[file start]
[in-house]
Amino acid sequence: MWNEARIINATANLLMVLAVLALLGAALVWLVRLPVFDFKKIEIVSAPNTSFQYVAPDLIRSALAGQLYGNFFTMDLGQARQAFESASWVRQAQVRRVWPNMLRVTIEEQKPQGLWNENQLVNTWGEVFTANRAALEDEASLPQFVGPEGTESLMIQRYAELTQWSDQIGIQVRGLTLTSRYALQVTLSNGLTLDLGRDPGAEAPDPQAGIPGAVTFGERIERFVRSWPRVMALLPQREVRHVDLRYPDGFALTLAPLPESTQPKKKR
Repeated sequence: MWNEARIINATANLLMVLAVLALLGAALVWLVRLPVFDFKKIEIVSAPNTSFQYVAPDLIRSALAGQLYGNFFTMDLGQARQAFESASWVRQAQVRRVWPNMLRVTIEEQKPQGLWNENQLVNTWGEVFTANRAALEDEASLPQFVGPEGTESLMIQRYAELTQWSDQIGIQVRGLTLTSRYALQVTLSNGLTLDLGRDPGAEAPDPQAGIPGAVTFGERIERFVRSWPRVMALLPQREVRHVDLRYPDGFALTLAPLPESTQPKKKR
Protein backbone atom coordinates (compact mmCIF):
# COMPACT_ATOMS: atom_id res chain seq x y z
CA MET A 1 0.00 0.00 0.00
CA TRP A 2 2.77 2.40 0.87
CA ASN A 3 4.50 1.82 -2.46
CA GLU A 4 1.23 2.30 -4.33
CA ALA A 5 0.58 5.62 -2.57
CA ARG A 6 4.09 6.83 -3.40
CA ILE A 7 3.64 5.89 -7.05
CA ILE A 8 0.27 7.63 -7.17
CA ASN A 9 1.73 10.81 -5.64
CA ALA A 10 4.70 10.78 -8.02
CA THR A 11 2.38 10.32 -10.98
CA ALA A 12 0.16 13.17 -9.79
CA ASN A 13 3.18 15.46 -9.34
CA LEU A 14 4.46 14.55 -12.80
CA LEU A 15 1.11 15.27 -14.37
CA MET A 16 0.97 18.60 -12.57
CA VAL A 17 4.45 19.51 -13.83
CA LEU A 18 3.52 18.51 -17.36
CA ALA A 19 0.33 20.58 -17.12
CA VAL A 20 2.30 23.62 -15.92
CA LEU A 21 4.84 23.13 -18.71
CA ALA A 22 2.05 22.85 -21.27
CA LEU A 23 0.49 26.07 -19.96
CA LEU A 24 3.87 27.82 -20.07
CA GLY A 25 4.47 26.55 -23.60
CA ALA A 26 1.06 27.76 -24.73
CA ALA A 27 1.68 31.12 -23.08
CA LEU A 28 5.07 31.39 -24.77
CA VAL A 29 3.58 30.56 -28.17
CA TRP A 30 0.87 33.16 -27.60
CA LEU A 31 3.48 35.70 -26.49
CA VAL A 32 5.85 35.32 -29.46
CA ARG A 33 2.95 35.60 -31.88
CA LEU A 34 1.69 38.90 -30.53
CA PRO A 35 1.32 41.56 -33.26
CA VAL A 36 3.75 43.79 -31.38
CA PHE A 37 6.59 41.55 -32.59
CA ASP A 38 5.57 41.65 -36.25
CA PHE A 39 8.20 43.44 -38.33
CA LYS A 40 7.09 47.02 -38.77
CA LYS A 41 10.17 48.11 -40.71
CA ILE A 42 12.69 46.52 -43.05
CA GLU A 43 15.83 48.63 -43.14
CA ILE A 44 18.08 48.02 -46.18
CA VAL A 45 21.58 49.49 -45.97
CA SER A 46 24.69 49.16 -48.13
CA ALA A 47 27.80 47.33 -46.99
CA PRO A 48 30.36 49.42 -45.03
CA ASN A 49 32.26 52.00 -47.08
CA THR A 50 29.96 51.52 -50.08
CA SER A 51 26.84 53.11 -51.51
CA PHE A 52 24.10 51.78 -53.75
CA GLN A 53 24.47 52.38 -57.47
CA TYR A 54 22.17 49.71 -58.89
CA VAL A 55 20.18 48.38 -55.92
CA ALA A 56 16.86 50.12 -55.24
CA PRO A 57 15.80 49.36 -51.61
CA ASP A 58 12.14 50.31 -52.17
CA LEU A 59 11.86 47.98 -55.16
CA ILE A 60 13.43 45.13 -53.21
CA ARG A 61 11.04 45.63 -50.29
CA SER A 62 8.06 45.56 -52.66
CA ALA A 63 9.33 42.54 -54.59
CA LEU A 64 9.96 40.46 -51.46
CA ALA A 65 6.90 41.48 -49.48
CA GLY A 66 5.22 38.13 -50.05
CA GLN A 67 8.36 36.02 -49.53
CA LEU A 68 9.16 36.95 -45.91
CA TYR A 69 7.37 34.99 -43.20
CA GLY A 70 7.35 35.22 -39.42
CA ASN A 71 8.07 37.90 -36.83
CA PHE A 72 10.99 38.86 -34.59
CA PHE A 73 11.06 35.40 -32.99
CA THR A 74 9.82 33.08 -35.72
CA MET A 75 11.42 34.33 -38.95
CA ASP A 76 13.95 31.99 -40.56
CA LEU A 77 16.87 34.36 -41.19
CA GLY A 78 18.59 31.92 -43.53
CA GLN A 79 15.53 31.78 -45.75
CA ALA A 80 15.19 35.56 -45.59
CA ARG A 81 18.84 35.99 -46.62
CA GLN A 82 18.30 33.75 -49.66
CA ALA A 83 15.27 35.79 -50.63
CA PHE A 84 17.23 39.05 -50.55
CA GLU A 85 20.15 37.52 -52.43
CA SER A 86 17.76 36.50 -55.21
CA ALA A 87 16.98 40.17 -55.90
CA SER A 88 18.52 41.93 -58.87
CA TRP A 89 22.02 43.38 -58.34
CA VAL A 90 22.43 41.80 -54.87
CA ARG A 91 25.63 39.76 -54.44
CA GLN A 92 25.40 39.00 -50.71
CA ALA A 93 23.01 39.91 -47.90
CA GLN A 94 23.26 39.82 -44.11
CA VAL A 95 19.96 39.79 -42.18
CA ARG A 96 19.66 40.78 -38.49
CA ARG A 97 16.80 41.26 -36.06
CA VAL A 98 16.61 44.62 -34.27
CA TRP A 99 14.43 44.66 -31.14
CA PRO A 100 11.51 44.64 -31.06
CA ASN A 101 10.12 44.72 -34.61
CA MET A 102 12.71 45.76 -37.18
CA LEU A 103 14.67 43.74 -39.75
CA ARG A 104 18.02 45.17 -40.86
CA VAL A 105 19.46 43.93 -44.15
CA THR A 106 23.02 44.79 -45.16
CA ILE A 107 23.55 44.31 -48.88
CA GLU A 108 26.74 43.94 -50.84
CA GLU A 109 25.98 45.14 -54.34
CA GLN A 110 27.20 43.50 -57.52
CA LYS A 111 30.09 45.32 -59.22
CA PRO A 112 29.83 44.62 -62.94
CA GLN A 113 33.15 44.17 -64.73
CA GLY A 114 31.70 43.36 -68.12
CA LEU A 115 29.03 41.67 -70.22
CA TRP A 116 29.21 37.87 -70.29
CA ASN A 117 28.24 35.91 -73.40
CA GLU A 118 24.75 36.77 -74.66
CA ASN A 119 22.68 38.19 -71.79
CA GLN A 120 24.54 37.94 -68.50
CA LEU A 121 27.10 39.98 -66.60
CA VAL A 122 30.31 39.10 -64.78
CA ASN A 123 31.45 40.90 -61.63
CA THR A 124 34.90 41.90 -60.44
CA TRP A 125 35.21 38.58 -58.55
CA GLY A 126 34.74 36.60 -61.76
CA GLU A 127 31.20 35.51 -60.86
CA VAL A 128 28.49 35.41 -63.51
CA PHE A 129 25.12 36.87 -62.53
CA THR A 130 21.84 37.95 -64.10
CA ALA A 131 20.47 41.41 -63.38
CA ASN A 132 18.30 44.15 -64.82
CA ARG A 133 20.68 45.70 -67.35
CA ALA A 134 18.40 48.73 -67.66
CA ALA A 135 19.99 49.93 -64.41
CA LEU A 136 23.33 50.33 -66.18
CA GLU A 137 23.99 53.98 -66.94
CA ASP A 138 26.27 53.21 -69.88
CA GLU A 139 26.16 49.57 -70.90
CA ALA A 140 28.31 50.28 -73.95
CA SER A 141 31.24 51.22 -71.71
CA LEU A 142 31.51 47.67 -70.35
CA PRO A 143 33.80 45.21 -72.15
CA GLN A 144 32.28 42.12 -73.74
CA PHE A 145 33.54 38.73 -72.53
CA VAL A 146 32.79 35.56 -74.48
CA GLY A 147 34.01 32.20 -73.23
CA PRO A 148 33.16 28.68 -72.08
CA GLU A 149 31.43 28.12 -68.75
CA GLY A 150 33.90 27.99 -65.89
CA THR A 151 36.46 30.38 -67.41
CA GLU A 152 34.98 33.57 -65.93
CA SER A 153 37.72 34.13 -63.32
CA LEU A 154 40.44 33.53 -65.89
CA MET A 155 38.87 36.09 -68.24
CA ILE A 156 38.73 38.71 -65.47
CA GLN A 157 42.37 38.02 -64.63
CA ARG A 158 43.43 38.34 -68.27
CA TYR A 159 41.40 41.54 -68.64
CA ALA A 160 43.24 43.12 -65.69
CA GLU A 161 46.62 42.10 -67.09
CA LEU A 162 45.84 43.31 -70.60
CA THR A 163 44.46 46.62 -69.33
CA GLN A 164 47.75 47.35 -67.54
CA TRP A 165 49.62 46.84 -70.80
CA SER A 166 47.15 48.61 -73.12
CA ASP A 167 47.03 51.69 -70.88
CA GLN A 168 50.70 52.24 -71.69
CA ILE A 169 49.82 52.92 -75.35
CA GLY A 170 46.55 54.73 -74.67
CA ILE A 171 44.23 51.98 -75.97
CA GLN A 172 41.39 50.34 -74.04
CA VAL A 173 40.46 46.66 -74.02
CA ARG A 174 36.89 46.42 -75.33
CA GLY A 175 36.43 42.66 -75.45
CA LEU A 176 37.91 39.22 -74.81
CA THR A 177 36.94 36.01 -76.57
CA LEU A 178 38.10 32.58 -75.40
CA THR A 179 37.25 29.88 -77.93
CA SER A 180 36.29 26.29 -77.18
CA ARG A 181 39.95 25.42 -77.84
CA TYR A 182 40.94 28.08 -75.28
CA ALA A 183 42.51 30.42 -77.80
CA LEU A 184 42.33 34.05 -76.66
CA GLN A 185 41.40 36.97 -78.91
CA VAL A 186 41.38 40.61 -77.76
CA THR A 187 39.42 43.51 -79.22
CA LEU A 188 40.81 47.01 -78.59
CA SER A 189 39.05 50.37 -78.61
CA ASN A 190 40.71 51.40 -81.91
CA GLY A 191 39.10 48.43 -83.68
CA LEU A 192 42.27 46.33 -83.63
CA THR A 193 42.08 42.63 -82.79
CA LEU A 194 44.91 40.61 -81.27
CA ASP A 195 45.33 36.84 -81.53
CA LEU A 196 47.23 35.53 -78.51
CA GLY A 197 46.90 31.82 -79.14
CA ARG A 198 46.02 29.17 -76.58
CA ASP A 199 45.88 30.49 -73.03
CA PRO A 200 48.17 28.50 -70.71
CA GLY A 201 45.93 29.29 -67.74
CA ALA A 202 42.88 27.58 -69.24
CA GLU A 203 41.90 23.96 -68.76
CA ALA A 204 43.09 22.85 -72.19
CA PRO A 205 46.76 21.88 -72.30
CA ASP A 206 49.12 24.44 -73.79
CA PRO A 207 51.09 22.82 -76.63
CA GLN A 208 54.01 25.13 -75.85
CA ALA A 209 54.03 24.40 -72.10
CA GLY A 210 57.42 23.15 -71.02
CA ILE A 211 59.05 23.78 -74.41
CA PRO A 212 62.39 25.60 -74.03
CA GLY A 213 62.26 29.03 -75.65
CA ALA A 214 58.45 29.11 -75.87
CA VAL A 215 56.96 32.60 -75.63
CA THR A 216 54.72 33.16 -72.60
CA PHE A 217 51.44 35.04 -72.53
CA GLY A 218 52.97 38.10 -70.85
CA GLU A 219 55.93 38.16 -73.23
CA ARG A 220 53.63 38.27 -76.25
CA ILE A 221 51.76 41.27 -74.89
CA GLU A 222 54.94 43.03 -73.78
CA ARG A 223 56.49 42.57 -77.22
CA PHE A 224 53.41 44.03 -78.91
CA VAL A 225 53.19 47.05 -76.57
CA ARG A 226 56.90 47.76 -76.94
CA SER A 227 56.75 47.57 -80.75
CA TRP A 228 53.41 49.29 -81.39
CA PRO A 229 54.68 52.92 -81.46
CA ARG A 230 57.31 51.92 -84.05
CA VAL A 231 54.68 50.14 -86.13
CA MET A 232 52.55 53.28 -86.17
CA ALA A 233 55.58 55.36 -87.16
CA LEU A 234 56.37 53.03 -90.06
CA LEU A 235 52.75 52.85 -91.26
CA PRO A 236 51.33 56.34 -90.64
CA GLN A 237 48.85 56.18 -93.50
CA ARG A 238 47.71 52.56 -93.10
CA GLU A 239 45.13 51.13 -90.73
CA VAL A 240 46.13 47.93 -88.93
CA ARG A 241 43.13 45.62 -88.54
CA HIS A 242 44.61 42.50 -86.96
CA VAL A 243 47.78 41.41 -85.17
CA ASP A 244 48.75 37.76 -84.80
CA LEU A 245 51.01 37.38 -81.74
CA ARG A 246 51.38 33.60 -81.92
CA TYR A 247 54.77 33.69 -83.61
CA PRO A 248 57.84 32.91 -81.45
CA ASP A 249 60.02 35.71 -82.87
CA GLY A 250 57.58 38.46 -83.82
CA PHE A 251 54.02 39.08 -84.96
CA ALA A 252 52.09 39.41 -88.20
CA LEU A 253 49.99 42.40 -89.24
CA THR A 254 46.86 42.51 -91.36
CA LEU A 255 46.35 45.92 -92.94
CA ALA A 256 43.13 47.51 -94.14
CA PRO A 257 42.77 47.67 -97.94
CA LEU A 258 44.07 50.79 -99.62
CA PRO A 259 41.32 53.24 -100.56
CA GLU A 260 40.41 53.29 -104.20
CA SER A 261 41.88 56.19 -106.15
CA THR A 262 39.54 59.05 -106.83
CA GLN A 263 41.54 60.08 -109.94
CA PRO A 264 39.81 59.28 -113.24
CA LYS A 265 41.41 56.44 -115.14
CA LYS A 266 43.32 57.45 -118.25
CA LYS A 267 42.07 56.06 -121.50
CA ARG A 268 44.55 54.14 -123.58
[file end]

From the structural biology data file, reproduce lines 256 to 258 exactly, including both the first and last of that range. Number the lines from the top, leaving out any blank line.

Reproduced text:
CA PHE A 251 54.02 39.08 -84.96
CA ALA A 252 52.09 39.41 -88.20
CA LEU A 253 49.99 42.40 -89.24